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Matariki is an open star cluster, that consists of several stars. According to the traditional custodians of
Kirikiriroa-Hamilton, Ngaati Wairere and by extension, Waikato and the people of Tainui. It consists of seven stars.
Introduction and overview with musicIntroduction and overview
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Seven Stars
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Rain, frost, mist

According to Tainui oral traditions, Waipuna-aa-rangi is the star associated with rain, frost, mist and dense fog.

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Freshwater food sources

Following the star lore of the Tainui Whare Waananga, Waitii is linked to fresh water, springs, streams, rivers, lakes and wetlands.

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Wind patterns

Consistent with traditional narratives of the Tainui people, the star Ururangi is connected to the element of wind.

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Saltwater food sources

The oral histories of Tainui Waka, say that Waitaa is the star connected to coastal waters, vast seas and mighty oceans.

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Grown in the sky

Some of our great orators believe that Tupu-aa-rangi, the star connected to native bird life, berries and fruits, played a prominent role in welcoming our voyaging ancestors to Aotearoa-NZ

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Placed centrally, conductor role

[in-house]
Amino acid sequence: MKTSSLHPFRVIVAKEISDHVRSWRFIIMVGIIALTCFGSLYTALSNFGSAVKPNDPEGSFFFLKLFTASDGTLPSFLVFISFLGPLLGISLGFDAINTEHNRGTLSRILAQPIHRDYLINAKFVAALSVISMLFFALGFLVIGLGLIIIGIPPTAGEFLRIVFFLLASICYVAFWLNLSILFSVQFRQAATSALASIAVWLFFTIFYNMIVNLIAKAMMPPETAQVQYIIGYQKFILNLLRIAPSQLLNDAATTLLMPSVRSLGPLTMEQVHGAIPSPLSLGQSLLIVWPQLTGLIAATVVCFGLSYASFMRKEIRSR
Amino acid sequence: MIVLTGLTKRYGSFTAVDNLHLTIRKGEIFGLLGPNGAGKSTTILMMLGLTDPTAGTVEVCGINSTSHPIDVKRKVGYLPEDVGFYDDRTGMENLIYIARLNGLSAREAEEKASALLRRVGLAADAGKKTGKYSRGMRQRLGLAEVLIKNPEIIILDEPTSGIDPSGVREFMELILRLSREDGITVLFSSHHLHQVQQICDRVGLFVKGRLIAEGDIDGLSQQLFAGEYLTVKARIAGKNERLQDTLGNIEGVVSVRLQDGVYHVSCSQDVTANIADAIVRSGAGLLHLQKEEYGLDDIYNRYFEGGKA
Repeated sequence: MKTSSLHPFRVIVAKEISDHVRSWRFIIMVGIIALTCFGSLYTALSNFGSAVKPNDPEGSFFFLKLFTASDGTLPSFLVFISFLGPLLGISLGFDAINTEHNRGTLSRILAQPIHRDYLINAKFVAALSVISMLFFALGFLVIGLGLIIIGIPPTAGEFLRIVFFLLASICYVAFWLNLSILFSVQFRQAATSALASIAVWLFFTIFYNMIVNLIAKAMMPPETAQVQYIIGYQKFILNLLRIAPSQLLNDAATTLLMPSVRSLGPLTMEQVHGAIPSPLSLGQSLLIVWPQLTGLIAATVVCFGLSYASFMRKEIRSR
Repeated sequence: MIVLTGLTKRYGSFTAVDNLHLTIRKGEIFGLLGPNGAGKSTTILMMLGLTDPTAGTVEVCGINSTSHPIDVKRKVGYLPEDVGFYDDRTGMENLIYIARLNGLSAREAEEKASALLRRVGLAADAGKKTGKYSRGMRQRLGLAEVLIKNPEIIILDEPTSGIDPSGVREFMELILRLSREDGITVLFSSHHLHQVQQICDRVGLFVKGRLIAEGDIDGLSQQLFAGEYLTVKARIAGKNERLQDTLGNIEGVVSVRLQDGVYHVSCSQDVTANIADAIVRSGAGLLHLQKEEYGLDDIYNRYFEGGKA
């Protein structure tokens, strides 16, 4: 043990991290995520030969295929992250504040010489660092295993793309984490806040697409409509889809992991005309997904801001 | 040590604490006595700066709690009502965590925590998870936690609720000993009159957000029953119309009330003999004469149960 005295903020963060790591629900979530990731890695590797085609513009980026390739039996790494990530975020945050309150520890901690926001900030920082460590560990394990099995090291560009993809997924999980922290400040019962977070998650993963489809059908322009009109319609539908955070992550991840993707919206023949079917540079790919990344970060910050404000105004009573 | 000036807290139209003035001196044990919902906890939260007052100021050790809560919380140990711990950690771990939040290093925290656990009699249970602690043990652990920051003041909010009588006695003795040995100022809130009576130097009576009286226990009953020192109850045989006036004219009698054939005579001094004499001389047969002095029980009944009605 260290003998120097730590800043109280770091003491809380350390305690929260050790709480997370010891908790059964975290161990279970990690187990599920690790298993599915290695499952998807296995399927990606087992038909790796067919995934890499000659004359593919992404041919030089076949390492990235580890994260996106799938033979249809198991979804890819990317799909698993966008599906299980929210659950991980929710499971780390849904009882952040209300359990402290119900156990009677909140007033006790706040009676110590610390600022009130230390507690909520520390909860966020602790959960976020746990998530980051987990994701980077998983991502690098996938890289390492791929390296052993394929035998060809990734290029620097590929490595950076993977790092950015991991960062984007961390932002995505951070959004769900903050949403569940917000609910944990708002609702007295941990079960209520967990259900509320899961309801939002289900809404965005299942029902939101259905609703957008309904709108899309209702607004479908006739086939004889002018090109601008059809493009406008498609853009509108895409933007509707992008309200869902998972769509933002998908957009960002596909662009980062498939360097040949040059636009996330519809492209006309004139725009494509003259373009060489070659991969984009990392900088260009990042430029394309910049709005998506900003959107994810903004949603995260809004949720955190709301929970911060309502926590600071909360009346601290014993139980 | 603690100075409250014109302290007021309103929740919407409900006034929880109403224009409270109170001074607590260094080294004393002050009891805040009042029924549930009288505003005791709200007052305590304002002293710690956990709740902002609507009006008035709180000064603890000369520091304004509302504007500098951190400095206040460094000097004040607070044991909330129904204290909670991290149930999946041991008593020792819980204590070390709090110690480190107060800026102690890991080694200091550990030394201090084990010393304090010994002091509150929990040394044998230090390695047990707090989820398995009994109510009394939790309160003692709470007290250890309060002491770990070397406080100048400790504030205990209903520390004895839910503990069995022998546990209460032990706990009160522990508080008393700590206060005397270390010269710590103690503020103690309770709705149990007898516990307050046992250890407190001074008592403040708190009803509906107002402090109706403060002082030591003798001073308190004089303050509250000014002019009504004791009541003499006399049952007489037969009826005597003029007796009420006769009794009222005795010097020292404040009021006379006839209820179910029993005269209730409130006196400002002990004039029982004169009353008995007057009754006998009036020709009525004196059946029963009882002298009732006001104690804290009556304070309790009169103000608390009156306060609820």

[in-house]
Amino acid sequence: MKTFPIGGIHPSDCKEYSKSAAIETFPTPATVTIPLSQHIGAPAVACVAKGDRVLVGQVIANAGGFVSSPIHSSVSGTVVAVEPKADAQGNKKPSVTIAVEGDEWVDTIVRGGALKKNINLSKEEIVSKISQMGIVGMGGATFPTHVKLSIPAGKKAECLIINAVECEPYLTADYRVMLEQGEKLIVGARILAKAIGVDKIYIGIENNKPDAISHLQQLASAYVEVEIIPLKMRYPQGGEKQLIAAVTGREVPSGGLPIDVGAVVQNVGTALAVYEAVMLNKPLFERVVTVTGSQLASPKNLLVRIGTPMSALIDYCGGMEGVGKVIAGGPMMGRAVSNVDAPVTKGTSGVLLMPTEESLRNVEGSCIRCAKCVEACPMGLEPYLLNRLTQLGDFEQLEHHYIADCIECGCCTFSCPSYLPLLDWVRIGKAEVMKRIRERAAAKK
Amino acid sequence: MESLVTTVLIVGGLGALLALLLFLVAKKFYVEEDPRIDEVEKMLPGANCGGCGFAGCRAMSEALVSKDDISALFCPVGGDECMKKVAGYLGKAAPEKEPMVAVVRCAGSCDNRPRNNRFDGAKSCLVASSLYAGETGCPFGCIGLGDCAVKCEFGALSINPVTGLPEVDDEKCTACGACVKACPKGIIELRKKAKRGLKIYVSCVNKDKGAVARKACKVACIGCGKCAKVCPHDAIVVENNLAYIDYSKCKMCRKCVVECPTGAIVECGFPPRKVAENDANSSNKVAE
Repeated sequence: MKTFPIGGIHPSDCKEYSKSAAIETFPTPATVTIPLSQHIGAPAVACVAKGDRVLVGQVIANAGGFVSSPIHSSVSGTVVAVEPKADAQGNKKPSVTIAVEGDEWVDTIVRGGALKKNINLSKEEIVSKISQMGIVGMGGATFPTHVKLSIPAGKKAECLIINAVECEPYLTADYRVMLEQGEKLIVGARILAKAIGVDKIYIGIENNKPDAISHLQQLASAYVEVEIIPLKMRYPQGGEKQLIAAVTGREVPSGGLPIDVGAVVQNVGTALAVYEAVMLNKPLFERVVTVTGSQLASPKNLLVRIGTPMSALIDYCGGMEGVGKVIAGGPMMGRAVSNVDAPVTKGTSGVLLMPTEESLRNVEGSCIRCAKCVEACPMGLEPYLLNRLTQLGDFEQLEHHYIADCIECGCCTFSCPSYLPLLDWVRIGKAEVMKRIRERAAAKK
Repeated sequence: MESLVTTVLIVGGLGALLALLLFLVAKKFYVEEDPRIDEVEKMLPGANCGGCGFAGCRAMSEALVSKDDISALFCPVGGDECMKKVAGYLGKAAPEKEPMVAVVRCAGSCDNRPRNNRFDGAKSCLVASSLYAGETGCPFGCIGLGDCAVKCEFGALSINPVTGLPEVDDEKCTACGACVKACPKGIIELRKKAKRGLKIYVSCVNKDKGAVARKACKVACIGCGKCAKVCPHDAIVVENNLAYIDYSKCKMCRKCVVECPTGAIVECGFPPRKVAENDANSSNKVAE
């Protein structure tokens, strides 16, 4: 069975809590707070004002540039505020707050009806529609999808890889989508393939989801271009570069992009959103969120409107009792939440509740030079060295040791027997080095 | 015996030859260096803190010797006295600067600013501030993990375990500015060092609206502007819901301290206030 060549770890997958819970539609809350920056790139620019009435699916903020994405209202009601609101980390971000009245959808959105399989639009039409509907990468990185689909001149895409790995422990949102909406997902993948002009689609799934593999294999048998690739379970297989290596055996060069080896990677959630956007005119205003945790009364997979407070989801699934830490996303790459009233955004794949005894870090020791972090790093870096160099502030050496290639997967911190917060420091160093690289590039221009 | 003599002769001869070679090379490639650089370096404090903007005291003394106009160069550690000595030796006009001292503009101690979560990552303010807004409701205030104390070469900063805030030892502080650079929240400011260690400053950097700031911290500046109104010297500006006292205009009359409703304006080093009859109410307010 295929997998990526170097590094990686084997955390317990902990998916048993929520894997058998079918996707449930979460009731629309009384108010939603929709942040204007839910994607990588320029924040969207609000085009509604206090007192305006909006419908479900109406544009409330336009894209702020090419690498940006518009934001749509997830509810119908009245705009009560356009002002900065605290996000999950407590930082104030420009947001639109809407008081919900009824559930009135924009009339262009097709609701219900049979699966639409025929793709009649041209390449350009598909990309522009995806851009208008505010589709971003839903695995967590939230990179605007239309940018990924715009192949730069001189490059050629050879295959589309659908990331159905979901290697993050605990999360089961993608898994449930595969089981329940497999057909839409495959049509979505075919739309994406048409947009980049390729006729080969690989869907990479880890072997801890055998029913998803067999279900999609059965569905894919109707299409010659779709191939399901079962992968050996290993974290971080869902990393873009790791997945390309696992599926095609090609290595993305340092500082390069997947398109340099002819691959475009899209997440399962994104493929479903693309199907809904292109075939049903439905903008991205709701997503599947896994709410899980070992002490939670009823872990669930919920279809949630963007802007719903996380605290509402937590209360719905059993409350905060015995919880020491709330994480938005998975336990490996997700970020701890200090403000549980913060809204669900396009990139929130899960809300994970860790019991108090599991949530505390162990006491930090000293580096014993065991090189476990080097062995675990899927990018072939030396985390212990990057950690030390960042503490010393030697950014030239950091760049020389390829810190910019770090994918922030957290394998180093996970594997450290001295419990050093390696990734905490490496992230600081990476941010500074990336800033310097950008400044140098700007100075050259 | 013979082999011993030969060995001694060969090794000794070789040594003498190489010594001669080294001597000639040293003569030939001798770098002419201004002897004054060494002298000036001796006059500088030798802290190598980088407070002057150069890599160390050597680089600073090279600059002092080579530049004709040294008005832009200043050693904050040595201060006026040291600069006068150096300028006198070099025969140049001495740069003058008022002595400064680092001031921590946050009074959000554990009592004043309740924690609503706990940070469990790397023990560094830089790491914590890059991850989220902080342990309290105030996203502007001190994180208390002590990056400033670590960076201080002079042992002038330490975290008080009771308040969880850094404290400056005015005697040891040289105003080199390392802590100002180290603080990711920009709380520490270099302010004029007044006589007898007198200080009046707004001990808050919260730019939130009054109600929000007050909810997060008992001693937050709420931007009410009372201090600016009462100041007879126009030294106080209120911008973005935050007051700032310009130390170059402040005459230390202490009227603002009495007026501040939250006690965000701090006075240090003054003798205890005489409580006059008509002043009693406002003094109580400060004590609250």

In our oral histories, the Tainui people refer to Matariki, as the mother to six star children.

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Grown in the earth

Within the tribal domain of the Tainui people, Tupu-aa-nuku is the star associated with hua whenua, or produce of the Earth.

As shown above, each of the seven stars are associated with a specific food source, or weather pattern. Therefore, Matariki was vital to our ancestors, as a key environmental sign, that foretold the pending fortunes, or misfortunes of the people.


After a month-long absence in the night sky, Matariki would reappear before dawn, during the lunar cycle of Pipiri (between late June to July) to mark the completion and the beginning of a new, lunar year. Over a series of mornings during that moon phase, our Tohunga Whetuu (Star Priests) would observe and interpret the ascent of Matariki, before the sunrise.


By doing so accurately, our Tohunga Whetuu could determine where to direct the collective energies of our people, in terms of food gathering, ensuring the survival of our people and our traditional way of life. For example, if Waitii was dim, whilst Waitaa shone brightly, our Tohunga Whetuu would instruct the people to focus on fishing and diving, as opposed to trapping eels.


Spiritually, it was both, a time to farewell those who had passed on in the preceding year, as their souls leave Earth to become stars. But also, a time to gather and celebrate, sharing in each other’s lessons and experiences, reaffirming familial ties and looking towards the future with hope.


Matariki ki runga.

Image source : Te Wānanga o Aotearoa

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